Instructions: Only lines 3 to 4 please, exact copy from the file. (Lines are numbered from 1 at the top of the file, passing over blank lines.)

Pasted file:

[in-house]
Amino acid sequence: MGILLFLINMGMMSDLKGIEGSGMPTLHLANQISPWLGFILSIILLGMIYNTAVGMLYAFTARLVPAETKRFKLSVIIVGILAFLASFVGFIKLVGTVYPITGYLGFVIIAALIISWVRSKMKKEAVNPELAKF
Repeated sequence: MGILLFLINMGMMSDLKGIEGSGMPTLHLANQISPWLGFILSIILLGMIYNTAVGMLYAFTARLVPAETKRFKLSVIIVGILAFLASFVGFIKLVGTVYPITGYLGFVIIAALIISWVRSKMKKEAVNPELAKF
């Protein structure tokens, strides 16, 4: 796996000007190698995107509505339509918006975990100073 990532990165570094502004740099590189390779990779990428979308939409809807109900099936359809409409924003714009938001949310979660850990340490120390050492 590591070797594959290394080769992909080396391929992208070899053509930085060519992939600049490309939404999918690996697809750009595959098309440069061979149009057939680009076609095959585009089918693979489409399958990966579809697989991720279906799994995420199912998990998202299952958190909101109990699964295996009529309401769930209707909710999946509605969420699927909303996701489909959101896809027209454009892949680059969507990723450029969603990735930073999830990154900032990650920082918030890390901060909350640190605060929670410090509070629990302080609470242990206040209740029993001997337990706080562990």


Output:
Repeated sequence: MGILLFLINMGMMSDLKGIEGSGMPTLHLANQISPWLGFILSIILLGMIYNTAVGMLYAFTARLVPAETKRFKLSVIIVGILAFLASFVGFIKLVGTVYPITGYLGFVIIAALIISWVRSKMKKEAVNPELAKF
């Protein structure tokens, strides 16, 4: 796996000007190698995107509505339509918006975990100073 990532990165570094502004740099590189390779990779990428979308939409809807109900099936359809409409924003714009938001949310979660850990340490120390050492 590591070797594959290394080769992909080396391929992208070899053509930085060519992939600049490309939404999918690996697809750009595959098309440069061979149009057939680009076609095959585009089918693979489409399958990966579809697989991720279906799994995420199912998990998202299952958190909101109990699964295996009529309401769930209707909710999946509605969420699927909303996701489909959101896809027209454009892949680059969507990723450029969603990735930073999830990154900032990650920082918030890390901060909350640190605060929670410090509070629990302080609470242990206040209740029993001997337990706080562990």